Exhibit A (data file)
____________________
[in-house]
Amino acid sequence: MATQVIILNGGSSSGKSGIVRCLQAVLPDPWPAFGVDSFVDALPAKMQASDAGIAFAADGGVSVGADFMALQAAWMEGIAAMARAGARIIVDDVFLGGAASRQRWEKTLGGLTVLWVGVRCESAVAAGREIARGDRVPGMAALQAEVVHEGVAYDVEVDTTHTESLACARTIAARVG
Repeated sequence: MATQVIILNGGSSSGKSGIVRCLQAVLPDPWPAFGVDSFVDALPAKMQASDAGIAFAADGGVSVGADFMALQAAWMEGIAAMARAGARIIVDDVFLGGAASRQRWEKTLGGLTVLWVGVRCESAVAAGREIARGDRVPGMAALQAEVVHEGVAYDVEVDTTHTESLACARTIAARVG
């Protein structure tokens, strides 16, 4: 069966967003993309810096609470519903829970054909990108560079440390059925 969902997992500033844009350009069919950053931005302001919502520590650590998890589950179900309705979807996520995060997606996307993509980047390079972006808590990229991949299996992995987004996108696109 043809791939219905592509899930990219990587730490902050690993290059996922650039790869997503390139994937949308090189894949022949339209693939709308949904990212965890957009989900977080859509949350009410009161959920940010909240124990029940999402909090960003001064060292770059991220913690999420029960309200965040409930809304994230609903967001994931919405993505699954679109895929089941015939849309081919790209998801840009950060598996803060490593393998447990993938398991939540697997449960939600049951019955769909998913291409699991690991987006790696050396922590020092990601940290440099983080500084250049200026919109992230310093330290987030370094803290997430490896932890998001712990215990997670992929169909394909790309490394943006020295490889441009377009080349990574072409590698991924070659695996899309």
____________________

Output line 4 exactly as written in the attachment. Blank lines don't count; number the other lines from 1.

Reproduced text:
């Protein structure tokens, strides 16, 4: 069966967003993309810096609470519903829970054909990108560079440390059925 969902997992500033844009350009069919950053931005302001919502520590650590998890589950179900309705979807996520995060997606996307993509980047390079972006808590990229991949299996992995987004996108696109 043809791939219905592509899930990219990587730490902050690993290059996922650039790869997503390139994937949308090189894949022949339209693939709308949904990212965890957009989900977080859509949350009410009161959920940010909240124990029940999402909090960003001064060292770059991220913690999420029960309200965040409930809304994230609903967001994931919405993505699954679109895929089941015939849309081919790209998801840009950060598996803060490593393998447990993938398991939540697997449960939600049951019955769909998913291409699991690991987006790696050396922590020092990601940290440099983080500084250049200026919109992230310093330290987030370094803290997430490896932890998001712990215990997670992929169909394909790309490394943006020295490889441009377009080349990574072409590698991924070659695996899309």